Take a moment to think about how far technology has brought us in America.  We can golf, go to movies, take a vacation, drive our kids to soccer games or watch a football game with friends because we don’t have to work day and night to grow our own food thanks to agriculture! If you stop and truly think about this it will fill you with wonder—Agriculture is Amazing!  It is astounding to think that today each United States farmer produces food and fiber for 155 people in the United States and abroad.  Compare that to only 19 people in the year 1940—Agriculture is Amazing!

Advancements in agriculture have freed up people to do things other than grow their own food.   At an Oct. 2010 forum in Torrington, Dr. Gary Sides, with Pfizer Animal Health, said it best when he said:  "There is no culture without agriculture."

Without technology

Having food that is readily available is all most of us have ever experienced in our lifetime.  The picture would be much different though if technology was frozen in time.

“If technology was frozen in the year 1955, it would require an additional 450 million acres (the total land mass of Texas, Colorado, Kansas, New Mexico and Oklahoma) to produce the beef we are producing today,” Sides commented.

“Globally, if we still achieved yields of 1960, an additional 15-20 million square miles of farmland would be needed to produce today’s food supply,” He continued.

In 1961, the United States population was close to 184 million people.  In 2006, that number was greater than 300 million people.  Sides related those numbers back to 1960.  “If agriculture technology today was the same as 1960, we would either have to 1) expand acres by 63% or 2) decrease food consumption by 63%,” He explained.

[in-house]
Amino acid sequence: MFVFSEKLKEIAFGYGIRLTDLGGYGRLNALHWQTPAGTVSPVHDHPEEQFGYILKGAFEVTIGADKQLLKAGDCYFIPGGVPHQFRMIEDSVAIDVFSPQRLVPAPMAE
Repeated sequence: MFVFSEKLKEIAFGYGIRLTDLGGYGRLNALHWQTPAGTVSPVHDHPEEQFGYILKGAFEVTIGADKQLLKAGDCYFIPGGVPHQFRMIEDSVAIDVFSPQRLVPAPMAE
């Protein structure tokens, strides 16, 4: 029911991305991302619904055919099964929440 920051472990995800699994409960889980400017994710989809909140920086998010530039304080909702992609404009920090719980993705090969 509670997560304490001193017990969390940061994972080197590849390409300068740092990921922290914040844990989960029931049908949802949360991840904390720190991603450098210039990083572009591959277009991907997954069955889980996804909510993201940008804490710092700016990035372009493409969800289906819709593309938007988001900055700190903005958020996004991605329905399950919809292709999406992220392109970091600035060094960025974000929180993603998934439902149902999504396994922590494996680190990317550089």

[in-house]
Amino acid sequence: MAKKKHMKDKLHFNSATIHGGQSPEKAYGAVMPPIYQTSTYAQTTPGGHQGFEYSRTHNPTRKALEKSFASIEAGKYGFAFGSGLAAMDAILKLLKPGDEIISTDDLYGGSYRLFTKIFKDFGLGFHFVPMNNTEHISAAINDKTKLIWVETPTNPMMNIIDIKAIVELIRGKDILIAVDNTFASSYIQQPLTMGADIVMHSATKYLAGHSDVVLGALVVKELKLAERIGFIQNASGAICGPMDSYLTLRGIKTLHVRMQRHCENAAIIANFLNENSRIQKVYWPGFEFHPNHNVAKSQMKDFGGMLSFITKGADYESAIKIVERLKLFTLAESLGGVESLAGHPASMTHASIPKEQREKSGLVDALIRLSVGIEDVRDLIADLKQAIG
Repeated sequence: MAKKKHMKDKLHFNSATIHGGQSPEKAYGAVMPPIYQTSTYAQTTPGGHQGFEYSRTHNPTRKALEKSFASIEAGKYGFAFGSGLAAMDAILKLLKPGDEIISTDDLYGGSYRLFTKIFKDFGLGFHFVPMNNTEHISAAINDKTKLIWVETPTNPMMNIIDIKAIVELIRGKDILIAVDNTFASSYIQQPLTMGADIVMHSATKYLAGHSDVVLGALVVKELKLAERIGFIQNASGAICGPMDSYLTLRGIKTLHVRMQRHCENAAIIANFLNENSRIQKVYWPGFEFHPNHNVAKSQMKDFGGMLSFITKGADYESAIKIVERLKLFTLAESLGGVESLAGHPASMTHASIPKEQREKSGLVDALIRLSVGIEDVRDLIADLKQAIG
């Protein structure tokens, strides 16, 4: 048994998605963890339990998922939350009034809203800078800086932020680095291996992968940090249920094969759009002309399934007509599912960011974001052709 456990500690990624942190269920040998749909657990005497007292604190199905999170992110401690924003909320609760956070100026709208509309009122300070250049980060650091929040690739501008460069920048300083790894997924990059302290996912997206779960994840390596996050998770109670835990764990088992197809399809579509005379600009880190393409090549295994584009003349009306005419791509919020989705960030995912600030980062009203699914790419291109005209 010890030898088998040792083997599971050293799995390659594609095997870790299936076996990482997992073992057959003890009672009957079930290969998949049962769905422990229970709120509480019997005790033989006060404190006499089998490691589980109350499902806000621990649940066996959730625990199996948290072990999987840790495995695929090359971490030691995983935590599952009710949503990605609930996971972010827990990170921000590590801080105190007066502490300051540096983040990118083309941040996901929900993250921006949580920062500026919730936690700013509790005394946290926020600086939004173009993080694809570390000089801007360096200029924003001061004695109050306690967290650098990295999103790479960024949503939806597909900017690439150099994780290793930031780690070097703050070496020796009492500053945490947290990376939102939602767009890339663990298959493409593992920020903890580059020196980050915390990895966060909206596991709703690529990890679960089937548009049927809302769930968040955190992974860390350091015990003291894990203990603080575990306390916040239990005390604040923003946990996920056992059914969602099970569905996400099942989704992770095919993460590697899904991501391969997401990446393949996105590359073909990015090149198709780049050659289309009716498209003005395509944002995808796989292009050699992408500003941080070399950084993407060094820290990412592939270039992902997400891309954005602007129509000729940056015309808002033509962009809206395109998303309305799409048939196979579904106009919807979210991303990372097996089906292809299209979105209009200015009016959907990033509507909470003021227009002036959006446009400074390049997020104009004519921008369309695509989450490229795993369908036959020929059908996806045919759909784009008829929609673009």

21st century food challenge

It is predicted that the world population will increase to nine billion by 2050.  That means we will need a 50% increase in the food supply by 2030 and 100% increase by 2050.

Sides commented there are simply two ways to meet global food demand.  “One is to take more land from nature (divert Yellowstone, the Black Hills or the Brazilian rain forests into agricultural lands).  The other choice is to produce more per acre or per animal on lands currently in agricultural production,” He said.  “Which alternative do you prefer?”

Sides points out that farming technology enables U.S. agriculture to produce 70% more corn from each pound of fertilizer, use 50-80% less water, decrease soil erosion by 43% in the last 20 years and produce 18% of the world’s total food supply on only 10% of the world’s land mass.

We have food

The old quote comes to mind:  “When people have food, they have a lot of problems.  When people don’t have food, they only have one problem.”  Fortunately, thanks to agriculture and the impacts of technological advances, we don’t have to worry about not having food to eat--Agriculture is Amazing!

The Wyoming Farm Bureau invites all Wyomingites to “Celebrate Amazing Agriculture” and learn more about its role in your daily lives and recognize the issues impacting agriculture.  We proudly celebrate Wyoming agriculture and its people every day of the year and specifically on Wyoming Agriculture Day, March 15, 2011.  Visit us at www.wyfb.org.

Wyoming Farm Bureau Federation News Release–March 11, 2011

CONTACT: Kerin Clark, WyFB Media Director, 307.532.2002 or kclark@wyfb.org